Monday, 13 September 2010
It is now
All over, the Proms, that is. Except for Radio 3 repeat broadcasts and iPlayer remains, which give you three days to hear Noseda's shatteringly beautiful, fleet-footed Mozart 40th and the singular Dorothea Roschmann in Robin Holloway's Schumann/Mary Stuart treatment (not going to give its full name here). Above are soprano, composer and conductor in the nearest I got to a big farewell. Chris Christodoulou took the picture, and I'm so pleased he came up with a gallery of the season's wackiest conductor shots for The Arts Desk. No-one catches the moment better than this. And the piece is cross-referenced to list all our reviews of the top Proms.
Highlights out of the 16 I attended? Well, there were good things even in the most familiar places. Number One remains the Dausgaard Danish Prom with the Langgaard Music of the Spheres centrepiece. I enjoyed Ashley Wass in the Foulds Dynamic Triptych, and his conductor Donald Runnicles' ineffable way with the slow movement of a curious Elgar One; Julia Fischer, peerless in the Shostakovich First Violin Concerto with Jurowski and the LPO; the revelation of Stravinsky's Threni under Atherton; bits of the Sondheim evening, though not the whole; the moving-to-tears semi-staged Hansel and Gretel under Ticciati; and all of last Monday night, from Deneve and Lewis to Spinosi, Jaroussky and Lemieux (that late nighter gets my special rosette for most unexpected gem of the season, maybe the entire year, let's see). Only saw the Meistersinger on the box, owing to a Saturday of afternoon parties, but of course I'd been there in Cardiff and Bryn should be showered with awards for performance of the year, whatever else happens between now and Christmas.
Heard odds and sods of the Last Night on the car radio driving back to King's Lynn from Castle Acre, our final destination after what turned out to be 18 and a half miles and 14 churches on our annual walk. Full report with pics to follow. The Onegin Polonaise didn't sound good enough for Belohlavek, and it turned out to be from the Ulster Orchestra in Belfast. There was a soporific guitar piece, a very classy Thais Meditation solo from the leader of the BBC Philharmonic, and Dame Kiri sounding sluggish but still rather youthful singing 'O mio babbino caro' in the park. We only caught the Chabrier Marche Joyeuse from the second half as the car pulled in to old Lynn, but how I love that piece (especially in Ansermet's recording).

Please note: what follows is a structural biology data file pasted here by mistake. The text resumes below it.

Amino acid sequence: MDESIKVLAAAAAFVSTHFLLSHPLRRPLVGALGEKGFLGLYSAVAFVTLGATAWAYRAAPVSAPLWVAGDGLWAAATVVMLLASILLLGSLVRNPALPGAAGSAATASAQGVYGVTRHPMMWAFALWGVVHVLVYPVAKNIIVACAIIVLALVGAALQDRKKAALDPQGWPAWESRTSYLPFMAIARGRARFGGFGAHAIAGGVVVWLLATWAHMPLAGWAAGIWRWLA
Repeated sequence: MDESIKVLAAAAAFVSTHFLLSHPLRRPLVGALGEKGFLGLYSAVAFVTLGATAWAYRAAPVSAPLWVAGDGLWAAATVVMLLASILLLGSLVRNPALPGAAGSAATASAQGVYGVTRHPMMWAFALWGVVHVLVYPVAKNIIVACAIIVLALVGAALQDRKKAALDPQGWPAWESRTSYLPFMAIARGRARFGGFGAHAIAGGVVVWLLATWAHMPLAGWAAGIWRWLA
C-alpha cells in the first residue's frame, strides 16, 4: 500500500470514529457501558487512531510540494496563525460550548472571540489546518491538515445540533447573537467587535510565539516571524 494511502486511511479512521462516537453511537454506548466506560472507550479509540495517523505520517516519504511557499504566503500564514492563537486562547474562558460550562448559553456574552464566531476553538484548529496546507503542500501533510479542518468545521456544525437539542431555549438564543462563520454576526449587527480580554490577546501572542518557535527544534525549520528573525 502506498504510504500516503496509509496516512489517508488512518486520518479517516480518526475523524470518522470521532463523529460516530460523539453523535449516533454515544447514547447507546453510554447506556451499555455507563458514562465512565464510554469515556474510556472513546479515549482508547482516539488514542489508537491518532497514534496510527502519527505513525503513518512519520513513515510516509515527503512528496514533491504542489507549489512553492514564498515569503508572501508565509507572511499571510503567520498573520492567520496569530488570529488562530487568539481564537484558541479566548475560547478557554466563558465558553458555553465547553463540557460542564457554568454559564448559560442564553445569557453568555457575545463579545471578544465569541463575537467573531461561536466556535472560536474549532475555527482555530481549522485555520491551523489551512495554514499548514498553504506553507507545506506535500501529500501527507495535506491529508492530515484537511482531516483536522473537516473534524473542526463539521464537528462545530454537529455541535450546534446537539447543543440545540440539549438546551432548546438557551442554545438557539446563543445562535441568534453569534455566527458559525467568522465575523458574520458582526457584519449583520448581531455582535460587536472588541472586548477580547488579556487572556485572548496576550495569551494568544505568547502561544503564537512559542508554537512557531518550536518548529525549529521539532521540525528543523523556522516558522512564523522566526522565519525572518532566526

And the Prommers - don't moan about them, please. They raised what now stands at an unfinalised total of £90,400 for musical charities - the Musicians' Benevolent Fund, the CLIC Sargent charity which helps to provide music therapy for children with cancer and the Otakar Kraus Music Trust which does the same for children with special needs and their families. Do you know, some joyless bastard on the Radio 3 messageboards complained about the 'self satisfied' chant the Arena crew gave out every night to keep the audience informed. And was duly rebuked by a regular telling him that it was a legal requirement by the hall and the BBC. Bravo, anyway.
Talking of legal requirements, blogger Intermezzo seems to have received an apology from the Royal Opera over its litigious objections to her using production shots. I came up against the same barrier last year, when I wanted pics of Lulu, only to be told they didn't allow bloggers to use the press images. But they thought they might make an exception if I sent them the copy. I did; they never responded. Later I used a Rosenkavalier image and was told by the press office to remove it immediately. It all seems so foolish as this is free publicity, surely; and no other arts institution I've encountered has ever raised the slightest objection. Mind you, I can see there's a grey area about curtain-call photos, and anyway I find them deeply boring. Unless, of course, they're taken by the consummate Mr. Christodoulou.